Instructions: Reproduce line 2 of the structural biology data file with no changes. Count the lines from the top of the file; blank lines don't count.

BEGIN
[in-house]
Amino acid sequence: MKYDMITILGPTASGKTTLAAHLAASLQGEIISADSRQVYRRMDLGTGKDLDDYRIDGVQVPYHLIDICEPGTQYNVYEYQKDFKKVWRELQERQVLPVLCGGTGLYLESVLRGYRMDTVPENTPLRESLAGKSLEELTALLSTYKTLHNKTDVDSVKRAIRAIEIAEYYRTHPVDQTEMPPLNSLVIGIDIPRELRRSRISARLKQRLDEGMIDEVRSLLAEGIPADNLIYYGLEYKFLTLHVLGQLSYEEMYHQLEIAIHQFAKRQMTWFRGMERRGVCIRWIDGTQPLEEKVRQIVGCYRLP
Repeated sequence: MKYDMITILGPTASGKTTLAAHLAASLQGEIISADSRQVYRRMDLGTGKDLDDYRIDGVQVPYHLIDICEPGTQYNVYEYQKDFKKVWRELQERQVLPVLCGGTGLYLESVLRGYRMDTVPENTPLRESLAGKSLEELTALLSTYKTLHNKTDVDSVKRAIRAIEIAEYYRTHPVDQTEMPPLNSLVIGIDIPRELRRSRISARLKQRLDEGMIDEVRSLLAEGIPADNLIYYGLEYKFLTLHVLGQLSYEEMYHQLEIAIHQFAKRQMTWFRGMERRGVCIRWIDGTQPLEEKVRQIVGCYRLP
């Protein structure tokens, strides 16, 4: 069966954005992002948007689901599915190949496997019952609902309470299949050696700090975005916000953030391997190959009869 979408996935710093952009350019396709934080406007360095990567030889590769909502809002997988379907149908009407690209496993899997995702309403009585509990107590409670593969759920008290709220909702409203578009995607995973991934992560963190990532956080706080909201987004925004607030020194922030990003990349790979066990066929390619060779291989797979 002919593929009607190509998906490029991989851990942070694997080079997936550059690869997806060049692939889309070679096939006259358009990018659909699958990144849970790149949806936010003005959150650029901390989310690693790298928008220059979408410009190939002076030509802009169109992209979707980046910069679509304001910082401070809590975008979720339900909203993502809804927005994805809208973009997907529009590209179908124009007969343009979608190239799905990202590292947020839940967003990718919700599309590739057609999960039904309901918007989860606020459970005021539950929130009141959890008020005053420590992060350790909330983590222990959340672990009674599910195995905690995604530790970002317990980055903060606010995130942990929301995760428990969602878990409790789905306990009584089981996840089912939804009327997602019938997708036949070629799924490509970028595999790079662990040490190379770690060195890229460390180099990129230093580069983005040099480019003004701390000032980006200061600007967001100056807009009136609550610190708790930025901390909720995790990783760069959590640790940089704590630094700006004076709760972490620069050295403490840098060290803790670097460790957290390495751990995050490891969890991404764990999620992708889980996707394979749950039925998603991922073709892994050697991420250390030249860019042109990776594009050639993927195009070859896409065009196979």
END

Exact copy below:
Amino acid sequence: MKYDMITILGPTASGKTTLAAHLAASLQGEIISADSRQVYRRMDLGTGKDLDDYRIDGVQVPYHLIDICEPGTQYNVYEYQKDFKKVWRELQERQVLPVLCGGTGLYLESVLRGYRMDTVPENTPLRESLAGKSLEELTALLSTYKTLHNKTDVDSVKRAIRAIEIAEYYRTHPVDQTEMPPLNSLVIGIDIPRELRRSRISARLKQRLDEGMIDEVRSLLAEGIPADNLIYYGLEYKFLTLHVLGQLSYEEMYHQLEIAIHQFAKRQMTWFRGMERRGVCIRWIDGTQPLEEKVRQIVGCYRLP